# Syllabus

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Syllabus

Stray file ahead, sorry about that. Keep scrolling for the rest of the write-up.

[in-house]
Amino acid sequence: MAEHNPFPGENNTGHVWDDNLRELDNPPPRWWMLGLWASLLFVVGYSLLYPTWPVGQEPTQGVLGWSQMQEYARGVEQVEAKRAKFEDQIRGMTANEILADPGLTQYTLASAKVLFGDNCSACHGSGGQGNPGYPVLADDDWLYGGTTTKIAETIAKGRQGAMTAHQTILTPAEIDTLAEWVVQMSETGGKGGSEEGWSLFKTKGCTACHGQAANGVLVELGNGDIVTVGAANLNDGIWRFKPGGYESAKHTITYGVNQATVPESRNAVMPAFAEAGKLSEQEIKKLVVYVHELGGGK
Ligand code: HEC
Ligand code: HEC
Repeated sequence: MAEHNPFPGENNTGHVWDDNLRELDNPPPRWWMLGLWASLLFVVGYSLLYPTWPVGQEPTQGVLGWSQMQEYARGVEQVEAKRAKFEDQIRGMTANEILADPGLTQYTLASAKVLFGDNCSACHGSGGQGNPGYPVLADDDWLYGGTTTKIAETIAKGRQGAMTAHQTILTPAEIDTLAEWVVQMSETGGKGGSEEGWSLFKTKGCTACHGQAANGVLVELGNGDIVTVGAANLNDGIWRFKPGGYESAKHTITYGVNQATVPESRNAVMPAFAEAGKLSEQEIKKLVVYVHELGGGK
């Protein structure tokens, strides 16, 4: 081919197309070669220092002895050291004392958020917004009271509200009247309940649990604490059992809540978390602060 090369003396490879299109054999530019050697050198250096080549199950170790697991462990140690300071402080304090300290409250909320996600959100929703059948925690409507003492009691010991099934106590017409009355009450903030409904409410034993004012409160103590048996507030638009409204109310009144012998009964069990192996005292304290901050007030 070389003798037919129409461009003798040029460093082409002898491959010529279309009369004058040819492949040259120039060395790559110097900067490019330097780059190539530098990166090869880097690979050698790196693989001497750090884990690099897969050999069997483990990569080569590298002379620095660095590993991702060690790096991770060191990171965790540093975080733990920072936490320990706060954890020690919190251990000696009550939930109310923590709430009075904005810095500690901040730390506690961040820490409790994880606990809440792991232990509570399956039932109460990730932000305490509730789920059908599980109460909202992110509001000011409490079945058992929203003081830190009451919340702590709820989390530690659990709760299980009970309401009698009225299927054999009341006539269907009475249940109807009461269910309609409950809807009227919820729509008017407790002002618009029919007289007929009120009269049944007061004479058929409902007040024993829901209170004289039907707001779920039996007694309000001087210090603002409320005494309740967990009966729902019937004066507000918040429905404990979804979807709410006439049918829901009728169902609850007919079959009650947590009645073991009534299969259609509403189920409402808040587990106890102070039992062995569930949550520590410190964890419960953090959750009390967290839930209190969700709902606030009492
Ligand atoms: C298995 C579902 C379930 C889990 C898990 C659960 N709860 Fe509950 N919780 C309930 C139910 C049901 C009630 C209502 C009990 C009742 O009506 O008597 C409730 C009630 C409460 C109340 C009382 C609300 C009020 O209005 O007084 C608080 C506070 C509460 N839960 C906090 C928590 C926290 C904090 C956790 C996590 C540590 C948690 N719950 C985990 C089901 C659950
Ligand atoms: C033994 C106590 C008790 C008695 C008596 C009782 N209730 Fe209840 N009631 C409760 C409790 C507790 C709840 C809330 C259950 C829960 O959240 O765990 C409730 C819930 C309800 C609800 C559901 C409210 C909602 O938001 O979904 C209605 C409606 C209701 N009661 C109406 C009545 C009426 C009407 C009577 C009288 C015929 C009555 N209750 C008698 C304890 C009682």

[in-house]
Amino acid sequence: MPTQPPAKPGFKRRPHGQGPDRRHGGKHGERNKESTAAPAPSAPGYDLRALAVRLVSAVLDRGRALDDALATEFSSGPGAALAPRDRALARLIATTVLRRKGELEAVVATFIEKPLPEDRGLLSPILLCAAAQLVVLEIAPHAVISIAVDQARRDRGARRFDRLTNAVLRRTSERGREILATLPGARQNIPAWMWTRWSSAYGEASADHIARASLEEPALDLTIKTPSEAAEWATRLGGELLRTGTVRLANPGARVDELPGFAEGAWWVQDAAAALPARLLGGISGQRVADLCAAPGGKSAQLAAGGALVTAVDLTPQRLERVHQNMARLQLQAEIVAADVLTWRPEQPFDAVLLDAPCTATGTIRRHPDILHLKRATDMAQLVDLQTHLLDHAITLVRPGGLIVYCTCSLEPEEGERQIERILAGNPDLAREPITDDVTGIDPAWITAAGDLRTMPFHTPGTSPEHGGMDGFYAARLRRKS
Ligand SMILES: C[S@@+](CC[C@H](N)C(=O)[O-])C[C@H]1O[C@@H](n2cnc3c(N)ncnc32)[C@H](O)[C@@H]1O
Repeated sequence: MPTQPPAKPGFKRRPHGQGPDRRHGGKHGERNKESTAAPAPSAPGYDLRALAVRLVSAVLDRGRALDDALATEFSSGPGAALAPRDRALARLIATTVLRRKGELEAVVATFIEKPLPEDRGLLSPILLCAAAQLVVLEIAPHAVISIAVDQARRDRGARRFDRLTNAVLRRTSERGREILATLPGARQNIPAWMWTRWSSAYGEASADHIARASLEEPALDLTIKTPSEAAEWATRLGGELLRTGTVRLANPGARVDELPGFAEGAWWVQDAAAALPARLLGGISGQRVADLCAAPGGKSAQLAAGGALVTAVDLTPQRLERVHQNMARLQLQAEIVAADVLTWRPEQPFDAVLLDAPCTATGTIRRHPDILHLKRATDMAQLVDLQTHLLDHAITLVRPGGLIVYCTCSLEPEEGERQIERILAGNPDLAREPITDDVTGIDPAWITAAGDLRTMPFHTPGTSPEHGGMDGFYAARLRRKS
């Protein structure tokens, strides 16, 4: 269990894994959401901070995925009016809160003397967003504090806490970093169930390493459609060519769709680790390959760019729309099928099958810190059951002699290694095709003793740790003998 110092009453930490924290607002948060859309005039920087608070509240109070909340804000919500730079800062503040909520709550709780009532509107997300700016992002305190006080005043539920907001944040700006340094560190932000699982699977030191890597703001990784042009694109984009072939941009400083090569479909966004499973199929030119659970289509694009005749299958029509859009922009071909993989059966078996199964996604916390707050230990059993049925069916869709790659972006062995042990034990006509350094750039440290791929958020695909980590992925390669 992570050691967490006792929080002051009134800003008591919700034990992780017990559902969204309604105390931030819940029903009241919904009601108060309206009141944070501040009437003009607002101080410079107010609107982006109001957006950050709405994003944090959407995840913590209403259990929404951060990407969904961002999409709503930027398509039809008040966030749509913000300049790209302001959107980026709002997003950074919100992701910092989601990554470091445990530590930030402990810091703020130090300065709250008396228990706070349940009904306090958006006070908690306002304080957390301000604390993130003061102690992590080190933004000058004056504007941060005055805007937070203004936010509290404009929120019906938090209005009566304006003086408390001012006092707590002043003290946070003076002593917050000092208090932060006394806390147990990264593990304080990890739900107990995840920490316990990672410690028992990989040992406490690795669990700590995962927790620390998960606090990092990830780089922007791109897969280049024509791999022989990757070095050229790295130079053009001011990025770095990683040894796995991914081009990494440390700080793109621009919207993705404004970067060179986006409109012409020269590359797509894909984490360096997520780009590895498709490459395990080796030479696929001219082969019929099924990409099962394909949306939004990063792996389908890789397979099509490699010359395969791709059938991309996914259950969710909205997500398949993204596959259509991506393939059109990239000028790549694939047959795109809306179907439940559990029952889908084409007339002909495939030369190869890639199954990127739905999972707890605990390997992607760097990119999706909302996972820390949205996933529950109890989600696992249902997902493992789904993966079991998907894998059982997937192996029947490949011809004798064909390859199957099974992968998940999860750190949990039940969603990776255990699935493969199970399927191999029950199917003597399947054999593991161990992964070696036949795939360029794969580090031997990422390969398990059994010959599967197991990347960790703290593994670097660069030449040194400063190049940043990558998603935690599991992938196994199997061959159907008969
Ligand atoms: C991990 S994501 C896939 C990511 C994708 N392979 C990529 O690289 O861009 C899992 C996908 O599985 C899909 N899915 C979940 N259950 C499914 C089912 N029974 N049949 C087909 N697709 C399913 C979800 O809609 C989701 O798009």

RICHLAND COLLEGE School of Engineering Business and Technology COURSE SYLLABUS CETT 1425 Digital Fundamentals Richland College is determined to prepare the student with the knowledge and skills you need to succeed in today's dynamic work environment. Towards this end, foundation skills and workplace competencies (SCANS skills) have been designed into the curriculum for Engineering Technology and Semiconductor Manufacturing. CATALOG DESCRIPTION An entry level course in digital electronics covering number systems, binary mathematics, digital codes, logic gates, Boolean algebra, Karnaugh maps, and combinational logic. Emphasis on circuit logic analysis and troubleshooting digital circuits. (3 Lec., 3 Lab) COURSE LEARNING OUTCOMES The student will explain the operation of digital logic gates and use Boolean algebra and Karnaugh mapping to express logic operations and minimize logic circuits in design. The student will construct, analyze, and troubleshoot combinational logic circuits; create a truth table for standard digital logic gates; and add, subtract, multiply, and divide using the binary numbering system. In addition, the student will interpret and create basic logic schematics; explain the basic operation of flip-flops; explain the differences between RAM and ROM memory; determine electrical characteristics and function of a device from a manufacturer’s data sheet; and utilize computers to assist in circuit analysis. Page 1 of 12 COURSE DESCRIPTION: Course Number: CETT 1425 Course Title: Digital Fundamentals Credit Hours: 4 Lecture Hours: 3 Lab Hours: 3 Suggested Prerequisites: None An entry level course in digital electronics covering number systems, binary mathematics, digital codes, logic gates, Boolean algebra, Karnaugh maps, and combinational logic. Emphasis on circuit logic analysis and troubleshooting digital circuits. TEXTBOOK: DIGITAL SYSTEMS:PRINCIPLES & APPLICATIONS, 11TH EDITION. 2011. Tocci, Widmer and Moss. Prentice Hall. ISBN#:978-013-5103821. Donham, DIGITAL FUNDAMENTALS LABORATORY MANUAL SUPPLIES: Scientific Calculator USB Flash Drive COURSE REQUIREMENTS: Students are encouraged to take notes in class and will turn assigned materials in for grading. To receive full credit for your work, it must be turned in one week from the date of the assignment, unless otherwise specified by the instructor. Late work will be accepted but only partial credit will be given. Students must participate and complete lab assignments during the scheduled lab time, unless alternative arrangements are made. METHOD OF PRESENTATION: The class will be presented using formats that include lectures, lab experience, demonstrations, discussions and/or group participation. Student participation and interaction is expected. Page 2 Of 12 METHOD OF EVALUATION: Evaluation will be based upon completion of all assigned work. The course average will be computed as follows: Homework & Classroom Grade..........................20% Laboratory Grade...............................................40% Tests & Quizzes..................................................30% Final Exam..........................................................10% Unless otherwise specified by the instructor, the grading system will be: 90 – 100 80 – 89 70 – 79 60 – 69 59 A B C D F ATTENDANCE POLICY: In order to be successful students must attend and participate in enrolled courses. You are expected to attend all classes and are fully responsible for your attendance. If at any time you wish to drop this course, or to withdraw from the college, initiate that action yourself. Do not assume that if you stop attending class you will be automatically dropped. It is the student’s responsibility to drop or withdraw. You must withdraw from this course before the drop date specified to receive a grade of “W”. WITHDRAWAL POLICY: If you are unable to complete this course, it is your responsibility to withdraw formally. The withdrawal request must be received in the Registrar’s Office by Monday, July 27th, 2015 (COURSE DROP DATE). Failure to do so will result in your receiving a performance grade, usually an “F”. If you drop a class or withdraw from the college before the official drop/withdrawal you will receive a “W” (Withdraw). CLASSROOM POLICIES: Determined by Instructor CLASSROOM FOOD AND DRINK POLICY: Food and drink are not allowed in the classroom. (ref. OM CHB-801) ACADEMIC PROGRESS: Students are encouraged to discuss academic goals and degree completion with their instructors. Specific advising is available throughout the semester. Check 7Steps2Success for more details. Page 3 Of 12 INSTITUTION POLICIES: For Institution Policies, please refer to the Richland College website www.richlandcollege.edu (current students) or to www.richlandcollege.edu/syllabusinfo/syllabiInformation.pdf QEP: LEARNING TO LEARN: DEVELOPING LEARNING POWER “Richland’s Quality Enhancement Plan (QEP) provides techniques, practices, and tools to help students develop the habits, traits or behaviors needed to be effective lifelong learners empowering success in college and in life.” For information log onto http://www.richlandcollege.edu/qep2013/ SYLLABUS CHANGE DISCLAIMER: The instructor reserves the right to amend a syllabus as necessary Page 4 Of 12 GUIDELINES FOR LABORATORY REPORTS Unless otherwise specified, lab reports should be written using the following guidelines: TITLE: The title of the experiment will be a phrase that is descriptive of the activity being investigated. OBJECTIVE: Define why the investigation is taking place. SCHEMATIC: A schematic must be drawn for each circuit constructed and analyzed. The schematic can be drawn on a computer, or it must be drawn with a straightedge. EQUIPMENT/SUPPLIES: All equipment and supplies must be identified in the report. PROCEDURE: Comments made concerning the investigation should not be lengthy or wordy. The information should be complete enough to allow another person to duplicate the investigation. DATA TABLES: Quantitative data should be recorded in a logical manner and format. The data table should be included in the same section as the corresponding schematic, or should be clearly referenced within the report. It is suggested that data tables be completed in ink. Errors should to be lined out (single line) and the correction written beside the error. CALCULATIONS: Sample calculations should be shown and clearly identified. It is not necessary to show repeated calculations. GRAPHS: Follow the guidelines listed for graphs: The graph should be titled and clearly labeled. Use the fullest scale possible to ensure its readability. A legend should be included on the graph if more than one set of quantitative data is plotted. In most cases, the data points should not be connected but rather a line drawn showing the characteristic of the curve. RESULTS AND CONCLUSIONS: The student will be able to describe in writing and orally what the results of the experiment prove. This section need not be wordy or lengthy but should clearly demonstrate that the objective of the lab was achieved. LABORATORY QUESTIONS: Answers should be numbered to correspond to the number of the question. This will be the last portion of the laboratory report. Page 5 Of 12 COURSE OBJECTIVES 1.0 Digital Concepts 1.1 Explain the difference between an analog and digital system. 1.3 Describe how a single bit of information is represented in a binary system. 1.4 Discuss the major components of a digital computer system. 2.0 Number Systems 2.1 List the allowable digits in a decimal, binary, hex, and octal number system. 2.2 Perform binary-to-decimal and decimal-to-binary number conversions. 2.3 Perform octal-to-decimal and decimal-to-octal number conversions. 2.4 Perform binary-to-octal and octal-to-binary number conversions. 2.5 Perform hex-to-decimal and decimal-to-hex number conversions. 2.6 Perform binary-to-hex and hex-to-binary number conversions. 2.7 Represent a decimal number in binary-coded-decimal (BCD) format. 2.8 Given a table of ASCII codes, determine the character representation from a binary string of data. 3.0 Logic Gates & Boolean Algebra 3.1 Describe the operation of and construct the truth tables for the AND, NAND, OR, and NOR gates. 3.2 Identify the logic function from the logic gates schematic symbol. 3.3 Write the Boolean expressions for the logic gates. 3.4 Given the input waveforms, draw the output waveform for a given logic gate. 3.5 Given a simple Boolean expression, implement the logic circuit using AND, OR, NOR, NAND, and NOT gates and draw the schematic. 3.6 Simplify Boolean equations by applying DeMorgan’s theorems. 3.7 Construct basic circuits and use electronic test equipment to verify the function of the logic gates. 4.0 Combinational Logic Circuits 4.1 Analyze and simplify logic circuits by applying Boolean algebra laws and rules. 4.2 Given a truth table, write the sum-of-products expression for the output. 4.3 Given a 2-4 variable truth table, construct the corresponding Karnaugh map. 4.4 Use a Karnaugh map as a tool to simplify a Boolean expression. 4.5 Construct and analyze combinational logic circuits, comparing the measured results to the known circuit function. Apply troubleshooting techniques as required to assess circuit malfunctions. 5.0 Flip-Flops Page 6 Of 12 5.1 Given the logic representation and truth table, describe the operation of a given latch or flipflop. 5.2 Explain the difference in the basic operation of a latch and an edge triggered flip-flop. 5.3 Given the truth table and input waveforms, draw the output waveform for a S-C flip-flop, J-K flip-flop, and D flip-flop. 5.4 Describe the relationship between the asynchronous inputs and the clocked inputs on a flipflop. 5.5 Construct and analyze basic latch or flip-flop circuits. Apply troubleshooting techniques as required to assess circuit malfunctions. 6.0 Digital Arithmetic 6.1 Perform binary addition on two unsigned numbers. 6.2 Calculate the 2’s complement of a binary number. 6.3 Perform a binary subtraction using the 2’s complement system. 6.4 Perform binary multiplication on two binary numbers. 6.5 Given the schematic for a basic adder circuit, capture the circuit on a computer and analyze the circuit function with a logic simulator program. Apply troubleshooting techniques as required to assess circuit malfunctions. 7.0 Counters 7.1 Given the MOD number of a counter, determine the output state after a specified number of clock cycles. 7.2 Given the clock period, calculate the frequency of the clock signal. 7.3 Determine the MOD number of a counter from a transition diagram. 7.4 Design a ripple counter using given the MOD number and draw the schematic. Construct and analyze a ripple counter. Apply troubleshooting techniques as required to assess circuit malfunctions. 7.5 8.0 Integrated Circuit Logic Families 8.1 Read and interpret basic digital IC nomenclature from manufacturers data sheets. 8.2 Identify common package types from example packages. 9.0 MSI Logic Circuits 9.1 Determine the output of a decoder given a set of inputs and the truth table. 9.2 Determine the output of an encoder given a set of inputs and the truth table. 9.3 Determine the output of a multiplexer given a set of inputs and the truth table. 9.4 Determine the output of a demultiplexer given a set of inputs and the truth table. 9.5 Construct and analyze simple decoder, encoder, mux, and demux circuits. Apply troubleshooting techniques as required to assess circuit malfunctions. 10.0 Analog-to-Digital (ADC) & Digital-to-Analog (DAC) Converters 10.1 Explain the purpose of a transducer and give an example of one. Page 7 Of 12 10.2 Explain the basic function of a Digital-to-Analog converter. 10.3 Explain the basic function of an Analog-to-Digital converter. 10.4 Using a mathematical formula, calculate the output voltage of a DAC given the number of bits and reference voltage. 10.5 Use a computer to construct a simple DAC and ADC circuit using a schematic capture tool and analyze with a logic simulator. 11.0 Memory 11.1 Explain the basic concept of how data is written or read from a memory. 11.2 Discuss the differences between volatile and nonvolatile memory. 11.3 Describe the basic characteristics of a ROM, and give examples of the type of ROM used in digital systems. 11.4 Describe the basic characteristics of RAM. SCANS SKILLS: The skill standards listed in this section are from the Secretary of Labor’s Commission on Achieving Necessary Skills (SCANS) report. SCANS skills activities shown in bold indicate learning activities specific to this class. MAXIMIZE RESOURCE ALLOCATIONS Allocate time by organizing class time to accomplish class activities and assignments. Feedback on observed effective use of available time will be provided. USE INFORMATION SKILLS Acquire, Evaluate, Organize, Maintain, Interpret, Communicate, and Process Computer information through means such as lectures, literature, computer resources, lab reports, portfolios, and group discussions to accomplish class requirements and successfully achieve the learning outcomes. Evaluate Information by collecting and evaluating system data and comparing it to calculated results. Page 8 Of 12 EMPLOY INTERPERSONAL SKILLS Participate as a team member by interacting within groups during lab or group projects. Feedback on observed team participation will be provided. USE TECHNOLOGY Select Technology by identifying electronic, electromechanical, and/or computer resources to accomplish a defined task. Apply Technology by utilizing electronic test equipment and computer applications to analyze electronic circuits. Maintain Technology by monitoring, evaluating, adjusting, and repairing electronic equipment. Troubleshoot technology by applying troubleshooting techniques as needed to interact, assess, and correct system malfunctions. ENHANCE BASIC SKILLS Demonstrate (technical) writing skills through written lab reports, technical presentations, etc. Demonstrate listening skills by acquiring, interpreting, and evaluating data from lectures and group discussions required for class assignments. Demonstrate reading competence through the understanding and interpretation of written materials, including texts, manuals, graphs, tables, schedules, and charts to explain or solve engineering technology problems. Demonstrate arithmetic skills utilizing numerical values, such as percentages and dimensions, acquiring data from tables, charts, and graphs to convey or solve engineering technology related problems. Demonstrate mathematical skills by selecting and applying appropriate mathematical formulas to explain and solve engineering technology related problems. APPLY THINKING SKILLS Exhibit decision-making skill when selecting tools, mathematical formulas, data records, and project selections. Use problem solving skills in the application of scientific and engineering principles to solve real world problems. Visualize mind’s eye concept by organizing and processing symbols, graphs, objects, and other information, such as determining a circuit operation from a schematic, seeing a finished product from a blue print, and seeing a product from a CAD line drawing and schematic. Page 9 Of 12 Exhibit reasoning skills by using logic to draw conclusions from available data and applying scientific standards and principles to solve technical problems. DISPLAY APPROPRIATE PERSONAL QUALITIES Exhibit responsibility by demonstrating task completion to required standards, paying attention to detail, attendance, punctuality, and enthusiasm. Feedback on observed responsibility exhibited will be provided. Exhibit self-esteem by showing confidence in one’s own skills and abilities and an awareness of one’s capabilities. Feedback on observed self-esteem exhibited will be provided. Demonstrate appropriate social skills by the interaction in group or team setting, which includes self assertion, listening, and participation. Feedback on observed social skills exhibited will be provided. Display self-management skills by demonstrating task completion to required standards, paying attention to detail, attendance, punctuality, and enthusiasm. Feedback on observed selfmanagement skills exhibited will be provided. Display integrity/honesty by demonstrating behavior consistent with professional and ethical standards commonly held in industry and society. Feedback on observed integrity/honesty exhibited will be provided. Page 10 Of 12 COURSE OUTLINE: SEMESTER / YEAR: Flex / 2015 INSTRUCTOR: COURSE / SECTION: CETT 1425 / 85701 Jim Bradbury OFFICE NUMBER: Alamito A-110 PHONE NUMBER: 469-222-9283 (text ok) EMAIL: [email protected] OFFICE HOURS: By Appointment Class Webpage: http://bradbury.org/cett1425/ - Homework Assignments and Labs. Students are responsible for printing out their own homework and lab assignments from webpage. WEEK TOPICS ASSIGNMENTS 1 Jun 8 - 10 Introductory Concepts & Numerical Systems ....................... Chapter 1 - 3 Assignment 1 - Number Conversion Calculations Lab: 00 - Number Conversion Calculations Numerical Systems, Logic Gates, ........................................ Chapter 1 - 3 & Boolean Algebra Assignment 2 - Boolean Logic & Truth Tables 2 Jun 15 - 17 Lab: 01 – Logic Gates Logic Gates & Boolean Algebra ................................................... Chapter 3 - 4 Assignment 3 - Boolean Logic Expression Simplification Lab: 02 - Combinational Logic Circuits 3 Jun 22 - 23 Exam 1 – Chap 1 – 3 Assignment 4 - SOP – POS – Karnaugh Maps ..................... Chapter 4 Combinational Logic Circuits Lab: 03 - Simplifying Logic Circuits 4 Jun 29 – Jul 1 Combinational Logic Circuits & .................................................... Chapter 4 & 5 Flip-Flops and Related Devices Assignment 5 - Timing Diagrams - Latches and Flip-Flops - Troubleshooting Lab: 04 - EX-OR Circuits & Combinational Circuit Design 5 Jul 6 - 8 Flip-Flops and Related Devices ............................................. Chapter 5 Assignment 6 - Latches and Flip-Flops Lab: 05 - Latches & Flip-Flops 6 Jul 13 - 15 Exam 2 – Chap 4 - 5 Assignment 7 - Timing and Propagation Delays Digital Arithmetic Operations & Circuits ............................... * Chapter 6 Sec. 6-1 – 6.4, 6-9 – 6-12, 6-15 Assignment 8 - Digital Arithmetic - Operations & Circuits Lab: 06 - 2’s Complement / Digital Calculator 7 Jul 20 - 22 Counters & Registers ............................................................ * Chapter 7 Assignment 9 - Counters & Registers Sec. 7-1 – 7-6 Page 11 Of 12 8 Jul 27 - 29 IC Logic Families .................................................................. * Chapter 8 Assignment 10 - IC Logic Families Lab: 08 - Asynchronous Counter Applications MSI Logic Circuits ................................................................* Chapter 9 Exam 3 Chap 6 – 8 (Open Book) Sec. 9-1– 9-4, 9-7, 9-9, 9-12 9 Assignment 11 - MSI Logic Circuits Lab: 09 – MSI LOGIC: Decoder / Encoder / MUX / Comparator Interfacing With The Analog World (D to A & A to D) ...........* Chapter 11 Assignment 12 - Analog to Digital / Digital to Analog Sec. 11-1 – 11-5, 11-7, 11-11, Aug 4 - 6 11-12 9 10 Aug 4 - 6 Lab: 10 - Digital-to-Analog & Analog-to-Digital Circuits Memory Devices (ROM, RAM) ............................................ Chapter 12 Assignment 13 - Memory Devices Aug 11 Final Exam – Monday Aug 11th 5:40 pm – 7:30 pm * Only selected portions of the chapter will be covered. Page 12 Of 12